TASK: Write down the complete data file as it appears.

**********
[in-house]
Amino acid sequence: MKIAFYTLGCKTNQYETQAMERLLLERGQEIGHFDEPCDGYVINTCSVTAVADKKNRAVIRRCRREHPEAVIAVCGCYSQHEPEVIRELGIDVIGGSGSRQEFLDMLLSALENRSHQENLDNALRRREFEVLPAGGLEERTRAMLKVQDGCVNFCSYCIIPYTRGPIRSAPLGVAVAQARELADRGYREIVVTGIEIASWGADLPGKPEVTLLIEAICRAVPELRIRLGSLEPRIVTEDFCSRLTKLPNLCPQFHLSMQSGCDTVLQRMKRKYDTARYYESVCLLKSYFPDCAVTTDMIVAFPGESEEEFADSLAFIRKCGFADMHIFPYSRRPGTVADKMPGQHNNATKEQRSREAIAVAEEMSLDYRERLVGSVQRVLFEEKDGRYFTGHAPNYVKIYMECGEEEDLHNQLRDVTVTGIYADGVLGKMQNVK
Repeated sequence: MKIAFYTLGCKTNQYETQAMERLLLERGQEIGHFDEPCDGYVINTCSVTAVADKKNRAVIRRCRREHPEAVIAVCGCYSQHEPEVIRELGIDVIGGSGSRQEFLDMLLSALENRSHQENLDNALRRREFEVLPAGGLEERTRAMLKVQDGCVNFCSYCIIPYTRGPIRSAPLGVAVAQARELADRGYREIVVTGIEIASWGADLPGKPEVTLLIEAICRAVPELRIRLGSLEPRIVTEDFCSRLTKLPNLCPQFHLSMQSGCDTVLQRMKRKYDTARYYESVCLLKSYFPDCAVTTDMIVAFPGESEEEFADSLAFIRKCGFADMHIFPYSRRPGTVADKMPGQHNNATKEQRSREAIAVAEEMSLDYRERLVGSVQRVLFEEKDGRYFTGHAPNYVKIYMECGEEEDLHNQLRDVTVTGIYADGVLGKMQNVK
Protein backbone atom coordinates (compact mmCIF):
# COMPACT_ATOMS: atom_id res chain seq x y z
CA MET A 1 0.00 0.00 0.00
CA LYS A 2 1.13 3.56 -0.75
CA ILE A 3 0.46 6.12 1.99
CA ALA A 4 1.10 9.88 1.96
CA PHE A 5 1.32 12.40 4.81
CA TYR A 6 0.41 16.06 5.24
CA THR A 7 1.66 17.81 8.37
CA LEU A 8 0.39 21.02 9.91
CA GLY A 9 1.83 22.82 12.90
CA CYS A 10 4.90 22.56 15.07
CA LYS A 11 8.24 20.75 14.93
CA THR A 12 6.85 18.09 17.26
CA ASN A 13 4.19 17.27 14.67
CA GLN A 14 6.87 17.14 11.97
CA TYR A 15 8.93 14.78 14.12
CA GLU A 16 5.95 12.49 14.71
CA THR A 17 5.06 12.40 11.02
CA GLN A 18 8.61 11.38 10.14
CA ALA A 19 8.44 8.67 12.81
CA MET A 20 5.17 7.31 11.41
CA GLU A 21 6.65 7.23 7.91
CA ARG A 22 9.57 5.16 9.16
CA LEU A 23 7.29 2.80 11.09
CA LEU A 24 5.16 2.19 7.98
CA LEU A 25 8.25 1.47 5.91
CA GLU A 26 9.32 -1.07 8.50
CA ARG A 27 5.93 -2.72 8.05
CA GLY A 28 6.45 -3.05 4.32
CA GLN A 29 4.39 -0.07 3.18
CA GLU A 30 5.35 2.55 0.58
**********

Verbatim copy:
[in-house]
Amino acid sequence: MKIAFYTLGCKTNQYETQAMERLLLERGQEIGHFDEPCDGYVINTCSVTAVADKKNRAVIRRCRREHPEAVIAVCGCYSQHEPEVIRELGIDVIGGSGSRQEFLDMLLSALENRSHQENLDNALRRREFEVLPAGGLEERTRAMLKVQDGCVNFCSYCIIPYTRGPIRSAPLGVAVAQARELADRGYREIVVTGIEIASWGADLPGKPEVTLLIEAICRAVPELRIRLGSLEPRIVTEDFCSRLTKLPNLCPQFHLSMQSGCDTVLQRMKRKYDTARYYESVCLLKSYFPDCAVTTDMIVAFPGESEEEFADSLAFIRKCGFADMHIFPYSRRPGTVADKMPGQHNNATKEQRSREAIAVAEEMSLDYRERLVGSVQRVLFEEKDGRYFTGHAPNYVKIYMECGEEEDLHNQLRDVTVTGIYADGVLGKMQNVK
Repeated sequence: MKIAFYTLGCKTNQYETQAMERLLLERGQEIGHFDEPCDGYVINTCSVTAVADKKNRAVIRRCRREHPEAVIAVCGCYSQHEPEVIRELGIDVIGGSGSRQEFLDMLLSALENRSHQENLDNALRRREFEVLPAGGLEERTRAMLKVQDGCVNFCSYCIIPYTRGPIRSAPLGVAVAQARELADRGYREIVVTGIEIASWGADLPGKPEVTLLIEAICRAVPELRIRLGSLEPRIVTEDFCSRLTKLPNLCPQFHLSMQSGCDTVLQRMKRKYDTARYYESVCLLKSYFPDCAVTTDMIVAFPGESEEEFADSLAFIRKCGFADMHIFPYSRRPGTVADKMPGQHNNATKEQRSREAIAVAEEMSLDYRERLVGSVQRVLFEEKDGRYFTGHAPNYVKIYMECGEEEDLHNQLRDVTVTGIYADGVLGKMQNVK
Protein backbone atom coordinates (compact mmCIF):
# COMPACT_ATOMS: atom_id res chain seq x y z
CA MET A 1 0.00 0.00 0.00
CA LYS A 2 1.13 3.56 -0.75
CA ILE A 3 0.46 6.12 1.99
CA ALA A 4 1.10 9.88 1.96
CA PHE A 5 1.32 12.40 4.81
CA TYR A 6 0.41 16.06 5.24
CA THR A 7 1.66 17.81 8.37
CA LEU A 8 0.39 21.02 9.91
CA GLY A 9 1.83 22.82 12.90
CA CYS A 10 4.90 22.56 15.07
CA LYS A 11 8.24 20.75 14.93
CA THR A 12 6.85 18.09 17.26
CA ASN A 13 4.19 17.27 14.67
CA GLN A 14 6.87 17.14 11.97
CA TYR A 15 8.93 14.78 14.12
CA GLU A 16 5.95 12.49 14.71
CA THR A 17 5.06 12.40 11.02
CA GLN A 18 8.61 11.38 10.14
CA ALA A 19 8.44 8.67 12.81
CA MET A 20 5.17 7.31 11.41
CA GLU A 21 6.65 7.23 7.91
CA ARG A 22 9.57 5.16 9.16
CA LEU A 23 7.29 2.80 11.09
CA LEU A 24 5.16 2.19 7.98
CA LEU A 25 8.25 1.47 5.91
CA GLU A 26 9.32 -1.07 8.50
CA ARG A 27 5.93 -2.72 8.05
CA GLY A 28 6.45 -3.05 4.32
CA GLN A 29 4.39 -0.07 3.18
CA GLU A 30 5.35 2.55 0.58